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“May my teaching drop like the rain, may my utterance flow like the dew.” (32:2)

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Moshe Rabbeinu prayed that the words of Torah would continue to nurture the Jewish soul just as rain and dew nourish the soil.  The various commentators suggest reasons that Moshe used the similes of rain and dew to describe the Torah’s essence and inspiration. This writer once heard the following: Rain falls from the heavens to give life to the earth. Dew, on the other hand, rises from the ground to provide moisture for the growing vegetation. Rain and dew interact with one another to provide the optimal climate for physical growth. Nature presents us with the model for spiritual development.

Man’s religious consciousness is sustained and raised by virtue of instruction from “above,” by parents and teachers. This educational instruction, however, endures and has meaning only when it interfaces with a quest for knowledge from “below.” Hence, the rain symbolizes those who teach, while the dew is a metaphor for those who are students, who rise from below to absorb the knowledge from above.

It is noteworthy that the increase in assimilation has not resulted from a lack of teachers, but rather as an outcome of a diminishing student population seeking knowledge. The winds of change and the consequent freedom of activity have created within the modern Jew a feeling that he was “missing something” by being confined to his insular environment. He feels that he has been relegated to studying that which he denigrates as archaic and incompatible with his enlightened lifestyle.  It is no wonder that so many individuals have fallen by the wayside. The phenomenon of today’s return to Torah study is the result of a sense of emptiness, a feeling that Judaism without Torah is a contradiction in terms. Indeed, the successful emergence of Jewish outreach is due to a receptive mood among the people, their desire to study the real Torah, not a diluted version which does not set standards or make reasonable demands.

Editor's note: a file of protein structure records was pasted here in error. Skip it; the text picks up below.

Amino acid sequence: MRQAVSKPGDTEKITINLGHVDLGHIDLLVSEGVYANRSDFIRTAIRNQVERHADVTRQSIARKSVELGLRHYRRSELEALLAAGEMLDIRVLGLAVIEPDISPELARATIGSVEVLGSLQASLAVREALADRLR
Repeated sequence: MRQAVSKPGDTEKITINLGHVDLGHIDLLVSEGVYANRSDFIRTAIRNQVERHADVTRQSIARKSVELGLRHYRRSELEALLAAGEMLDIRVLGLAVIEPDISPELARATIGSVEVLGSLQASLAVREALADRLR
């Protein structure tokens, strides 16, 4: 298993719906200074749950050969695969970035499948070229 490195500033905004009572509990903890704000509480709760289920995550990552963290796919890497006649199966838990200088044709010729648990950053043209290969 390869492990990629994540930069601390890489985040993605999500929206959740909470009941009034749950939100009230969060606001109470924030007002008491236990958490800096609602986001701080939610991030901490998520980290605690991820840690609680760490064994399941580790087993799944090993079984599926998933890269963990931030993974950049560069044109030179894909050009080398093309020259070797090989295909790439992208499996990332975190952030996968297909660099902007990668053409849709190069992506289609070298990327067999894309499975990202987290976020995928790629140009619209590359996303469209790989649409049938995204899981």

We may add that another lesson may be derived from the comparison of rain to Torah instruction. When it comes down in small, steady consistent drops, rain is most beneficial. In order to penetrate the earth, it must be delivered in a gentle stream.  When rain rages in a torrential downpour, it devastates and destroys. Torah must be taught in a specific manner if it is to penetrate the soul of the students and be eternally integrated into an individual’s Jewish personality.

A student must be made to feel welcome, not intimidated.  Our heart must open up to him with warmth and love — not anger. We must be open-minded, recognizing the origin of the student, and sympathetic to his problems and concerns.  Lastly, all of this warmth and sensitivity must be genuine. A student can differentiate between a teacher’s display of caring which is authentic and one which is artificial.

One more observation regarding the parallel between Torah education and rain is permanence. One can have a beautiful lawn for months on end, as long as the ground is watered. Likewise, with Torah. One never ceases to learn from above. We must always seek to accumulate rare Torah knowledge. Just as drought can quickly destroy a blooming field, so, too, can the cessation of Torah study destroy one’s spiritual essence.

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